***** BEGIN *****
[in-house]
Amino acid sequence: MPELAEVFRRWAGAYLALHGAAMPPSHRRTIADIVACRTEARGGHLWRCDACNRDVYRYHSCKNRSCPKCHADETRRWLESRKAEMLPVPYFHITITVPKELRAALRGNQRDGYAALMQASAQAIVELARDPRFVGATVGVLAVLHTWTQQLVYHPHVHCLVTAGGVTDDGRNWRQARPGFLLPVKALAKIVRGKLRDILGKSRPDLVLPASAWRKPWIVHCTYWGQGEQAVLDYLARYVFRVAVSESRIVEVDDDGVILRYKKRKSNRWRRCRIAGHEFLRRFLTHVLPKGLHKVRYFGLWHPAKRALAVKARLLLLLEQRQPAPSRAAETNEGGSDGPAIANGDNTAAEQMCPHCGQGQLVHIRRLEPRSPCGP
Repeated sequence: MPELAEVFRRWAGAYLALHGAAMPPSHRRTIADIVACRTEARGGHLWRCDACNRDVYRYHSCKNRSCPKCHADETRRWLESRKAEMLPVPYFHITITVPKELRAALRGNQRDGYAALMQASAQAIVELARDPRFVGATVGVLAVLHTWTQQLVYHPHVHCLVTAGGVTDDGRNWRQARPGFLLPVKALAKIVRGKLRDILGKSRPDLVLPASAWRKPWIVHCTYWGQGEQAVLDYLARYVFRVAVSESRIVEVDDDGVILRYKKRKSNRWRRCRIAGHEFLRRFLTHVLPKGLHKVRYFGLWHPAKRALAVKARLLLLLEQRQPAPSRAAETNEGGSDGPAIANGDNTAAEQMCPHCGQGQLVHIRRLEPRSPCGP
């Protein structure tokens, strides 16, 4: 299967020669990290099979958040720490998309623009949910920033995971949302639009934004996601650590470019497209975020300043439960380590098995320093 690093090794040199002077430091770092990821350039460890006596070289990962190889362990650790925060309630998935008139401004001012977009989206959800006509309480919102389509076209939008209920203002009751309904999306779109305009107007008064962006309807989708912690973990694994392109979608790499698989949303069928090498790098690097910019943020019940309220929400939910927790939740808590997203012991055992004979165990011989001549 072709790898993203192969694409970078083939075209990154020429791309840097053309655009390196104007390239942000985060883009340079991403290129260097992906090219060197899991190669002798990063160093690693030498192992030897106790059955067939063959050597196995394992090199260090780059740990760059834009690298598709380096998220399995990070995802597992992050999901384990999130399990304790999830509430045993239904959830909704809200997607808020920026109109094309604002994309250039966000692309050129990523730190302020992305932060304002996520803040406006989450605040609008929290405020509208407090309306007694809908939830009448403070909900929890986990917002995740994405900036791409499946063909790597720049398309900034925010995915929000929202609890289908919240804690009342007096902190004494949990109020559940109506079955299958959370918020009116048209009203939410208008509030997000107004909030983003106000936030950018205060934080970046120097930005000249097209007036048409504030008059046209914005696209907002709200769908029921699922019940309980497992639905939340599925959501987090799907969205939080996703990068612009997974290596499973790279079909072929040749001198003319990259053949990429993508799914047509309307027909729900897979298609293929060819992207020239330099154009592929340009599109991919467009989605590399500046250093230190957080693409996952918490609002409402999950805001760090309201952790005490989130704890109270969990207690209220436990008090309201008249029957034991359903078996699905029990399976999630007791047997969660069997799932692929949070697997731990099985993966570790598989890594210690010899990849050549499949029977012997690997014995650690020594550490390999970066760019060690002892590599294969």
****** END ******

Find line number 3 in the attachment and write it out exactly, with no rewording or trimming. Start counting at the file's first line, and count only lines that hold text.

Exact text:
Repeated sequence: MPELAEVFRRWAGAYLALHGAAMPPSHRRTIADIVACRTEARGGHLWRCDACNRDVYRYHSCKNRSCPKCHADETRRWLESRKAEMLPVPYFHITITVPKELRAALRGNQRDGYAALMQASAQAIVELARDPRFVGATVGVLAVLHTWTQQLVYHPHVHCLVTAGGVTDDGRNWRQARPGFLLPVKALAKIVRGKLRDILGKSRPDLVLPASAWRKPWIVHCTYWGQGEQAVLDYLARYVFRVAVSESRIVEVDDDGVILRYKKRKSNRWRRCRIAGHEFLRRFLTHVLPKGLHKVRYFGLWHPAKRALAVKARLLLLLEQRQPAPSRAAETNEGGSDGPAIANGDNTAAEQMCPHCGQGQLVHIRRLEPRSPCGP